When the science journal Nature published a controversial article in 2012 about the bird flu virus, the media picked up on the debate among scientists. The publication of the article had been delayed for six months by the National Science Advisory Board for Biosecurity, which feared the findings could be used by bioterrorists.
“Mutant-flu paper published: Controversial study shows how dangerous forms of avian influenza could evolve in the wild,” Nature News noted in announcing the publication of the article by a team led by Yoshihiro Kawaoka of the University of Wisconsin-Madison.
The study showed that a mutant-flu virus could spread easily between mammals, leading researchers to fear that a strain could evolve in the wild and lead to a human pandemic. “This study has significant public health benefits and contributes to our understanding of this important pathogen,” Kawaoka said at the time.
It’s real-world topics like these that undergraduate and graduate students tackle in the Clark University biology class Viruses: Friends or Foes. They discuss, debate, and explore the impact of viruses on the planet. But their professor, Nathan Ahlgren, also includes an additional assignment to help them better understand the molecular structures of viruses — a subject that’s not always easy for students to grasp.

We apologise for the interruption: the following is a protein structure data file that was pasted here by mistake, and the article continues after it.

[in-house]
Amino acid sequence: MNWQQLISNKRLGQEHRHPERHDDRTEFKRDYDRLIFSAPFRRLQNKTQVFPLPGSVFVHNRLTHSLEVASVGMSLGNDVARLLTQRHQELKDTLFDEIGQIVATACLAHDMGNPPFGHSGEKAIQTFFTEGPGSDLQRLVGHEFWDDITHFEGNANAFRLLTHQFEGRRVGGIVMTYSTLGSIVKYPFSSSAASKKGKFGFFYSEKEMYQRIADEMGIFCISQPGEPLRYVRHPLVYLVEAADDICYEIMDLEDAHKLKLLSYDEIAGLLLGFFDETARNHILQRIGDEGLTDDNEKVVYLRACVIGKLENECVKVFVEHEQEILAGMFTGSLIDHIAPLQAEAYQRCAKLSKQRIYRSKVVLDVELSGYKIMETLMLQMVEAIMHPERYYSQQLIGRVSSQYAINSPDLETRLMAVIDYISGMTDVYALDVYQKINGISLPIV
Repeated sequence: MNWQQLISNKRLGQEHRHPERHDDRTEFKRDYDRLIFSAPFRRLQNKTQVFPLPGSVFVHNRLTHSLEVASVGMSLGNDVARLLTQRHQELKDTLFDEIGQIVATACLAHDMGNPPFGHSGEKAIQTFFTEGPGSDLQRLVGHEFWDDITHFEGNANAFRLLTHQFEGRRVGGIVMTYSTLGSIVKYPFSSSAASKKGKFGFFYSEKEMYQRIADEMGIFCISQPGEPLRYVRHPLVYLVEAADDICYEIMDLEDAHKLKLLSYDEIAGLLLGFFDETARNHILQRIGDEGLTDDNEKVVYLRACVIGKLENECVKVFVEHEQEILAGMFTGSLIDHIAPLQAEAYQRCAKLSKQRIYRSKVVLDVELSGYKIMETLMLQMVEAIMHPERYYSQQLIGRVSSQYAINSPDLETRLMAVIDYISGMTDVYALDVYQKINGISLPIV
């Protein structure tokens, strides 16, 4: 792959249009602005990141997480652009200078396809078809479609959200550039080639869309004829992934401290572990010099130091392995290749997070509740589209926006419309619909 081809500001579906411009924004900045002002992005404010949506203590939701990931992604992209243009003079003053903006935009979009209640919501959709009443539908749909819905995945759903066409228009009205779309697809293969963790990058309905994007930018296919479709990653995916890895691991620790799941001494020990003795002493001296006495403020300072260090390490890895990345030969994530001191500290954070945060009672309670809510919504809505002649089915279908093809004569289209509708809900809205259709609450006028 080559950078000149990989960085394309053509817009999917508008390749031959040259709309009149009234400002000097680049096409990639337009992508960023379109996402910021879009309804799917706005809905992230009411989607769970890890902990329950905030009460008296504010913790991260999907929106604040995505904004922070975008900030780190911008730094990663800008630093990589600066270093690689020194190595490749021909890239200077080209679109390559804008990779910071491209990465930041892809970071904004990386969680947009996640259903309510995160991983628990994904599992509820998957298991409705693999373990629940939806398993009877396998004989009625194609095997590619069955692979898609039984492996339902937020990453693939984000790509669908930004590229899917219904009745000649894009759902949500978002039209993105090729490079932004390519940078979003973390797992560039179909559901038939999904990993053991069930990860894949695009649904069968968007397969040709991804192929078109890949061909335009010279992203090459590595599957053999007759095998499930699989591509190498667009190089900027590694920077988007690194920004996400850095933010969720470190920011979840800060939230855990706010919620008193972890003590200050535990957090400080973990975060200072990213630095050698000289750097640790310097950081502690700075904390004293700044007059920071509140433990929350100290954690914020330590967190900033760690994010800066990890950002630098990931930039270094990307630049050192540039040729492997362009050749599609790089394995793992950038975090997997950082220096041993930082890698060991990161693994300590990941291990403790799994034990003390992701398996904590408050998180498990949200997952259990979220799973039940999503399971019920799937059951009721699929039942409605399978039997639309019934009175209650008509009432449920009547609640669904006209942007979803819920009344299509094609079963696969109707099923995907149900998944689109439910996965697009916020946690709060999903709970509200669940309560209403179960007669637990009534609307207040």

Ahlgren studies viruses as part of his research in marine microbial ecology. Taking a cue from current research on virus self-assembly and how-to YouTube videos, he thought his class might benefit from creating realistic 3D printed models of viral protein structures called capsids. A capsid is the protein shell that encapsulates the genetic material of the virus that infects cells.
“It seemed like an ideal opportunity to introduce the topic to students who already had experience with protein chemistry from other courses they have taken at Clark,” Ahlgren says. “They could apply their skills and expertise in a hands-on activity.”
Recently, Ahlgren and three biochemistry and molecular biology seniors who are taking the course as part of Clark’s Accelerated B.A./Master’s Program — Justine Bohl of Amherst, Mass.; Samuel Brody of Lexington, Mass.; and Zaza Gelashvili of Tbilisi, Georgia — demonstrated how to assemble the protein structures. They used several colorful pieces hot off the 3D printer in the new Clark Makers Club, housed in the Physics Department.
Each focused on a different virus: a human bocavirus that causes fifth disease (“slapped cheek” syndrome) in children; porcine parvovirus, which can lead to infertility in pigs; beak and feather disease virus, which can kill parrots and other birds; and satellite tobacco necrosis virus, which has been found to survive in water, highlighting a risk to plants grown in hydroponics systems.
Each 3D piece represents a subunit of protein; when assembled, these proteins make a capsid.
“We’re seeing how they fit together, like a puzzle,” Ahlgren explains.
These virus capsids form a 20-sided shape called an icosahedron, so building the protein shell in 3D helps students better understand the symmetry and interactions between the parts, he says.
Eventually, Ahlgren hopes his students might build a puzzle, fitting the pieces together with magnets, for museums to use in teaching schoolchildren about viruses.
The next Rubik’s Cube, perhaps? All in the name of science.